Entstehung und Entwicklung transnationaler Kommunikationsräume in Europa zu Kriegszeiten, 1914–1945
Herausgegeben von Barbara Lambauer und Christian Wenkel
Barbara Lambauer / Christian Wenkel
Einleitung: Entstehung und Entwicklung transnationaler Kommunikationsräume in Europa zu Kriegszeiten, 1914–1945, S. 7
The thematic issue is devoted to the influence of war on the emergence of new transnational communication spheres and experiences during the first half of the 20th century in Europe. While the interstate and civil wars during this period stand generally for a withdrawal to national or nationalistic positions, we can simultaneously observe increasing intertwining and convergence of European experiences that strengthened transnational references and networks during times of existential insecurity and threat. The case studies presented here reveal the importance, for the study of such references and networks, of peripheral regions, detention camps, resistance and exile, the participation in collective cultural production and the construction of common infrastructure. In an exemplary manner, they offer evidence for the emergence of trans-European structures, convergences and public spheres during the first half of the 20th century that remained not without consequences for later developments. Thus, the thematic issue’s intention is to propose approaches for a broken Europeanisation narrative, in which divergence appears as constitutive – and not only restraining – element. In this way, it calls for a stronger consideration of transnational influences in the historiography of European wars during the 20th century.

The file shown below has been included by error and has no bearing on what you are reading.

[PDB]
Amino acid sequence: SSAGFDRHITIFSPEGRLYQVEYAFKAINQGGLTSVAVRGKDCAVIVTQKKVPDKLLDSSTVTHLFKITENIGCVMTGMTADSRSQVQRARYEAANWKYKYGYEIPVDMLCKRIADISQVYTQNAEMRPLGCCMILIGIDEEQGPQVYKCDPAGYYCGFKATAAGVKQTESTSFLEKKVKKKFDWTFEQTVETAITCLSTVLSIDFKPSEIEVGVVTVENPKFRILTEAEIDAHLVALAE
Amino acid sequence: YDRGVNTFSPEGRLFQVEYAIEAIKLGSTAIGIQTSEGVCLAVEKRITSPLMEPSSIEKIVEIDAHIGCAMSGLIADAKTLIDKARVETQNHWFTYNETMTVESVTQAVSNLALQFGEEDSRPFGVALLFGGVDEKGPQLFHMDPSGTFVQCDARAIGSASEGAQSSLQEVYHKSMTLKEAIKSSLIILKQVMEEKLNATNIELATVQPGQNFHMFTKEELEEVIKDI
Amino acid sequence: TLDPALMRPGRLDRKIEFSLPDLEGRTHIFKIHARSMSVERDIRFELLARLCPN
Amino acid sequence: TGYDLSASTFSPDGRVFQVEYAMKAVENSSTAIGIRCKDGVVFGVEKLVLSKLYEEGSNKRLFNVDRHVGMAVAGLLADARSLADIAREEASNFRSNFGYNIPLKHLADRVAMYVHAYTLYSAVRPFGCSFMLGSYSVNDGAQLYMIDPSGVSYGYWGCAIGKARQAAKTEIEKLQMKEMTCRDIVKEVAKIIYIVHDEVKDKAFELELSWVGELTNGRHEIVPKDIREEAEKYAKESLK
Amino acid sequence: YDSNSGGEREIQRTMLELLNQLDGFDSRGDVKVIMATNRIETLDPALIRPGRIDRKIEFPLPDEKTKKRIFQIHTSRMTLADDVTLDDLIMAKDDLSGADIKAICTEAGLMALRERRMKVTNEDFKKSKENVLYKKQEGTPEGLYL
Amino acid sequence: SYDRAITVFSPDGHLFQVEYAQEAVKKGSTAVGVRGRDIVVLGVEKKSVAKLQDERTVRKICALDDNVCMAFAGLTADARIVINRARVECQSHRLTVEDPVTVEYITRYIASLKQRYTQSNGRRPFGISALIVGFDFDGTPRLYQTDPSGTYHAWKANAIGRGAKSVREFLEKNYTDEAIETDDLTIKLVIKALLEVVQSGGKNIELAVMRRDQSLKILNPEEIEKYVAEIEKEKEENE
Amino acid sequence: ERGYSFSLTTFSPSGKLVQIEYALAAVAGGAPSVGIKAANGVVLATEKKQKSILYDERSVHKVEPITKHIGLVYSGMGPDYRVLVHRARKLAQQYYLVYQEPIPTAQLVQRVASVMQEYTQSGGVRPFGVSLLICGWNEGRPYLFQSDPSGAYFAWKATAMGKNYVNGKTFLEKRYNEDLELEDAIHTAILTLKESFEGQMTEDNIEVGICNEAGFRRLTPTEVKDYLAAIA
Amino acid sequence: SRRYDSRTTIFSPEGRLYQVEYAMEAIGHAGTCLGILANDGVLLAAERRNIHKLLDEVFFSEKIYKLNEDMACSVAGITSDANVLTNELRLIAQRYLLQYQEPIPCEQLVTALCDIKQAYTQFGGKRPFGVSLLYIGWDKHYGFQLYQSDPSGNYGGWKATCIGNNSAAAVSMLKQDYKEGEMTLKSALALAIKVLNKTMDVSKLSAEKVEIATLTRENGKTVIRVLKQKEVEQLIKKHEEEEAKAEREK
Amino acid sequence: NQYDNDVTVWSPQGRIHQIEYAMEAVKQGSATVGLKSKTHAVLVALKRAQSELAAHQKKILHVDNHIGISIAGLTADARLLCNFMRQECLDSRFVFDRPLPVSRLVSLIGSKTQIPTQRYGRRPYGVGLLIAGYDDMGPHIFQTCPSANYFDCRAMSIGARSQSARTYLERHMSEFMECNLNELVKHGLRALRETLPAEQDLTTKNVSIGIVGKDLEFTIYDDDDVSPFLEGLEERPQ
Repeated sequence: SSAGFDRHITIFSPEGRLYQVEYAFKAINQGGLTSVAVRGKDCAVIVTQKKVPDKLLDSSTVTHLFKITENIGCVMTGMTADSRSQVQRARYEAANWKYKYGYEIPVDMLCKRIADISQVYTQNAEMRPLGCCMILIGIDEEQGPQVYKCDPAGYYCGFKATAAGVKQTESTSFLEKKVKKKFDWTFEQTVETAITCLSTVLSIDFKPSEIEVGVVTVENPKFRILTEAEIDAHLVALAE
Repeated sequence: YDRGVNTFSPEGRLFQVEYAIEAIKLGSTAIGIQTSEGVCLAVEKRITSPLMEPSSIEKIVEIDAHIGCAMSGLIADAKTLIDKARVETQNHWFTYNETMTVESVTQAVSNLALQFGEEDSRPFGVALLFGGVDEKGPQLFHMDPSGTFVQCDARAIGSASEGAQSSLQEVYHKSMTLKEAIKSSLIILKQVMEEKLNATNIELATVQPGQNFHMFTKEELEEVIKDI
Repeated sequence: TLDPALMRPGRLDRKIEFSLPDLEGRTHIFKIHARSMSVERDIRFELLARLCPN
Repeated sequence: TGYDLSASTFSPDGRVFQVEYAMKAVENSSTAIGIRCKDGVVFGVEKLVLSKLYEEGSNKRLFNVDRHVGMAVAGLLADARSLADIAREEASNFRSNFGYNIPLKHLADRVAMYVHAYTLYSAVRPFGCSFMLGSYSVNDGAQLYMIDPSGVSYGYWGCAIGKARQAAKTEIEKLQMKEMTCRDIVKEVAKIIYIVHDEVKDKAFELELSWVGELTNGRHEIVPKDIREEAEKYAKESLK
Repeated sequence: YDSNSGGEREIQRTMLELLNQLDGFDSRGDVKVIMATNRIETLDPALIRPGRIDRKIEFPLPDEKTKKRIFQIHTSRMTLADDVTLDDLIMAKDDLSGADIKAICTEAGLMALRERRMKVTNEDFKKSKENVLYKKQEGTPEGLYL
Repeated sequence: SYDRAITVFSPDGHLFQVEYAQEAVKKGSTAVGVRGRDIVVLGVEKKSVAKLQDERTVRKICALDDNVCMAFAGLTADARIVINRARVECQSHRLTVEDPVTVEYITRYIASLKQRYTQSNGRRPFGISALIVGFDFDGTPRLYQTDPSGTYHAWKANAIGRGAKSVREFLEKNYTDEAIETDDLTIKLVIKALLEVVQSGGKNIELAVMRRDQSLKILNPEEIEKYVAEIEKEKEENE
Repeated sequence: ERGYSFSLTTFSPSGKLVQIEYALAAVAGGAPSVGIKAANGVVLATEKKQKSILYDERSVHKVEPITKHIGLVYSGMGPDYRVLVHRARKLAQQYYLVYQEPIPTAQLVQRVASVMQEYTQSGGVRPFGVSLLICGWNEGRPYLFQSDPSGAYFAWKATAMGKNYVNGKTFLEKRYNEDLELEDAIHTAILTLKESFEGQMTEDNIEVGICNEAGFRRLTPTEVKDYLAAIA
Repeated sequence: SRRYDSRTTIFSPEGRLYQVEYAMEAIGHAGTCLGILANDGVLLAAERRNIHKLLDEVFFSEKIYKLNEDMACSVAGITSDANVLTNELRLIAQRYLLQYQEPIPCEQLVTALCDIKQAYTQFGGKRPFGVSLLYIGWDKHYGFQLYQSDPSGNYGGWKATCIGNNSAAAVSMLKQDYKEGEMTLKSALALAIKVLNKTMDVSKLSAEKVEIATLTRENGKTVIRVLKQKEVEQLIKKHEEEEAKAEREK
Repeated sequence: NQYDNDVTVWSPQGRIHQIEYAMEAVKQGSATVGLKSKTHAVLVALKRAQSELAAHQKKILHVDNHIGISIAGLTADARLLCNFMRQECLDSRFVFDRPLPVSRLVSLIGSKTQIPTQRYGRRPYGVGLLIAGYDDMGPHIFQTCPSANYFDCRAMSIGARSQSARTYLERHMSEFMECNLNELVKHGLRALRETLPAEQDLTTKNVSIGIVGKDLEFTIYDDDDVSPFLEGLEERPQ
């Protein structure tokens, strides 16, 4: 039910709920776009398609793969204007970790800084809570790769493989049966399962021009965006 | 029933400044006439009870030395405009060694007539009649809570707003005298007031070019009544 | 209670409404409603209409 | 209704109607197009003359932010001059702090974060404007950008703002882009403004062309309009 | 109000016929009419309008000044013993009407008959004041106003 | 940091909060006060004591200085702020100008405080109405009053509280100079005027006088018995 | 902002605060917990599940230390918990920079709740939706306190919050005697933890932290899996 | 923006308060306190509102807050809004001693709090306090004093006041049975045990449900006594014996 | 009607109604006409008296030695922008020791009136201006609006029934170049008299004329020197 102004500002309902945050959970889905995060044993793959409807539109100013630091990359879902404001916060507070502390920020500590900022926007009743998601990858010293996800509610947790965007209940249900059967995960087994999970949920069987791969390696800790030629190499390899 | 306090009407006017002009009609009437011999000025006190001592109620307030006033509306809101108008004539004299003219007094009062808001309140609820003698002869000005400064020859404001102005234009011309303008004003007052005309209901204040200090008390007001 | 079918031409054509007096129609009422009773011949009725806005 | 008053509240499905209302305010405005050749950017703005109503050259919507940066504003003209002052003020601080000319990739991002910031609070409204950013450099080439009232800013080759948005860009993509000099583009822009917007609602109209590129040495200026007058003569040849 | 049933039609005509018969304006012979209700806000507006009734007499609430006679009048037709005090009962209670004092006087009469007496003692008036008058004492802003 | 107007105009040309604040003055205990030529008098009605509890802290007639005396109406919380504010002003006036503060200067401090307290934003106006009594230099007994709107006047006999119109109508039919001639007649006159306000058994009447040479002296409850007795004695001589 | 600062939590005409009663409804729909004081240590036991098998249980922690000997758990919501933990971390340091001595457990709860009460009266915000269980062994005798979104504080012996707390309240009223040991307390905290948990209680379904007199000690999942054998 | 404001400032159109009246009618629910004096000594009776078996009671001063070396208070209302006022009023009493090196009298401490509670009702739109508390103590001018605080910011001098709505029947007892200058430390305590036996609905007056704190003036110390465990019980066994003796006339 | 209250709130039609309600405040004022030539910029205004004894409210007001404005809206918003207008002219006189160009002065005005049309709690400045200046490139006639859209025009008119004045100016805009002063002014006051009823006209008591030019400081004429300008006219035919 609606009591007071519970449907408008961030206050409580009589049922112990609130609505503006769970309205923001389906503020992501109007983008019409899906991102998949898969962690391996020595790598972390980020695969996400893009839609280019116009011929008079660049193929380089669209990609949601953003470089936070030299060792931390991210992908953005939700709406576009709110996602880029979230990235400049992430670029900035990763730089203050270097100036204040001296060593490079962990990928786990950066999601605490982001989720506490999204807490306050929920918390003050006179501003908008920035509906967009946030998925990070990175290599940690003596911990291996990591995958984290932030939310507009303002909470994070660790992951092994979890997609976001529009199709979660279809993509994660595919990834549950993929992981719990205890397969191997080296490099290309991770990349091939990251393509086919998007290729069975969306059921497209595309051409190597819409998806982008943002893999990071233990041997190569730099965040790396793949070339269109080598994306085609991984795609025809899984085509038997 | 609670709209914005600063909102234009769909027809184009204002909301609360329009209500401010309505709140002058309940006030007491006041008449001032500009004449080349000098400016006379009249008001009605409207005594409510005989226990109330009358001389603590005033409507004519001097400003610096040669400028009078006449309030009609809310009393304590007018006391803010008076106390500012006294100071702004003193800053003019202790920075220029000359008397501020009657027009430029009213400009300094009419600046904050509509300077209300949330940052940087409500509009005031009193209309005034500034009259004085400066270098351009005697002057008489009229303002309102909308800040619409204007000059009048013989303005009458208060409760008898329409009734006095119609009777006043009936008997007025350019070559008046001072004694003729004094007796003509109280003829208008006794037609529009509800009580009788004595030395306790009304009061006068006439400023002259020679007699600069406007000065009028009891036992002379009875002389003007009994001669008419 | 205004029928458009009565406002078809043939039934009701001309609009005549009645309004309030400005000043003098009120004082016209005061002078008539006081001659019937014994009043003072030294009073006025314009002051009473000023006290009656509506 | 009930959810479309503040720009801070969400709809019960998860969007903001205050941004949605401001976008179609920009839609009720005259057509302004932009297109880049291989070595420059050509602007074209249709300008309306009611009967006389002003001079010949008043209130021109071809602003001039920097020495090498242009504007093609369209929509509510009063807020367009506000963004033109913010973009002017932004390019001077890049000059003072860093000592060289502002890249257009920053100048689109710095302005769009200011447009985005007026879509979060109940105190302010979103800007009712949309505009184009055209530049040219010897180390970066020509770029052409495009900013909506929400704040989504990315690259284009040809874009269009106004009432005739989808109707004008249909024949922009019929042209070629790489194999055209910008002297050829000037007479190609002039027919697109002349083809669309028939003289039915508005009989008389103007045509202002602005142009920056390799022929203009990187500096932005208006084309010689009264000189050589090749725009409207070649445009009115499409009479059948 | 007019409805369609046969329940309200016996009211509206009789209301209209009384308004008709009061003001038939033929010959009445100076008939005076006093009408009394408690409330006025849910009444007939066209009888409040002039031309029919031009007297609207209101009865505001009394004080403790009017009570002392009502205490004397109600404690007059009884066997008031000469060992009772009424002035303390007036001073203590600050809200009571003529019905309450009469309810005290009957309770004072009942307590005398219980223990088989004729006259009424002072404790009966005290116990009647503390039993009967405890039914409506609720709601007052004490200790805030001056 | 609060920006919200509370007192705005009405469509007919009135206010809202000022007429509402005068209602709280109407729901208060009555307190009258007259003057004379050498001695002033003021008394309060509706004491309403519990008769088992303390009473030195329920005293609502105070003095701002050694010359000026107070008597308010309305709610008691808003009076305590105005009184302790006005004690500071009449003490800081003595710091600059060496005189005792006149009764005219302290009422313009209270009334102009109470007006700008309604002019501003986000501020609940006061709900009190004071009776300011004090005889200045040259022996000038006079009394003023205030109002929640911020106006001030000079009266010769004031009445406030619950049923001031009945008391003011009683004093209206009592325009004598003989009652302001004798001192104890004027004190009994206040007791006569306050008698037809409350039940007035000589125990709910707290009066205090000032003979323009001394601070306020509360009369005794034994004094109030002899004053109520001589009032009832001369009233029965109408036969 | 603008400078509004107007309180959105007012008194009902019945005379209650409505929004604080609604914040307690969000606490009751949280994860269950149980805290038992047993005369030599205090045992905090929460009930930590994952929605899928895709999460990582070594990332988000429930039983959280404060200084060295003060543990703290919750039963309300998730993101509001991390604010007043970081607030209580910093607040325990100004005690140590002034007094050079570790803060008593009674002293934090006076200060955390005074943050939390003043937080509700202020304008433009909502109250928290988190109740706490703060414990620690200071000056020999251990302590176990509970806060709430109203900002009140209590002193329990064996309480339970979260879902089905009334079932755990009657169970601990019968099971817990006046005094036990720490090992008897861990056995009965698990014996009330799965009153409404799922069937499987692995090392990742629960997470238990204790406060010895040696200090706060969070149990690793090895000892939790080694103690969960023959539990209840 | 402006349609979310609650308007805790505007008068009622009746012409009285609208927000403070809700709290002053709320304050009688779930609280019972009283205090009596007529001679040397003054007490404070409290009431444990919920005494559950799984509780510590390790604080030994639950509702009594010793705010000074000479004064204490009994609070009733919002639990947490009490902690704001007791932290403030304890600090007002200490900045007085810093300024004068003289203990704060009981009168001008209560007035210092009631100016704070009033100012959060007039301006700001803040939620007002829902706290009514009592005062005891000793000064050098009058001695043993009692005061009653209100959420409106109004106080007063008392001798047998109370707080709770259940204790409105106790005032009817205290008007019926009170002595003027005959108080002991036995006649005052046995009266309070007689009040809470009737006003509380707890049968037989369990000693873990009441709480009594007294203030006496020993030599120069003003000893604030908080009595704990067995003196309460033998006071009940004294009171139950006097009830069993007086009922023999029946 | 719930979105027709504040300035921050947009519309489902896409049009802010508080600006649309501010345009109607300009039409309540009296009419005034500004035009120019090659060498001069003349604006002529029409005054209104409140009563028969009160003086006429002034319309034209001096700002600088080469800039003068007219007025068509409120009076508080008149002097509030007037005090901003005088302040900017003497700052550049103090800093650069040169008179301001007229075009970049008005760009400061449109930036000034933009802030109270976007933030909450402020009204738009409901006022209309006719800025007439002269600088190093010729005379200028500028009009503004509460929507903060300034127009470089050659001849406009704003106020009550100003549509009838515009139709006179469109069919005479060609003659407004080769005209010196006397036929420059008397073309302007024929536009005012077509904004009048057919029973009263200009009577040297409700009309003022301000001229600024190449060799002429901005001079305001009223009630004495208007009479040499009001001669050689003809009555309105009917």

Isabella von Treskow
Französische Kriegsgefangenenzeitungen im Ersten Weltkrieg:
Internationale Erfahrung, Interkulturalität und europäisches
Selbstverständnis, S. 29
German Detention camps throughout the First World War were places where prisoners of the Allied powers met and got closer together, including soldiers from Europe and outside Europe. The camps were characterized by tensions between the different groups (national, European, colonial, indigene-colonial), living under repressive conditions, though at the same time protected by the Hague Convention. The analysis of the newspapers edited by French war prisoners shows different intercultural initiatives and representations of international relationships that were bound to the experience of the camp and (forced) labor. Furthermore, they show how the newspapers became a medium favoring a certain opening to mutual appreciation. The ideas of fraternity or civilization, based on the antagonism between Europe and America, gave way to the sentiment of community in captivity. However, persisting national-discursive traditions and the high esteem of the own culture did not necessarily promote the idea of a cultural equality.
Ausländerinnen im Spanischen Bürgerkrieg: Internationales
Engagement in einem nationalen Konflikt, S. 48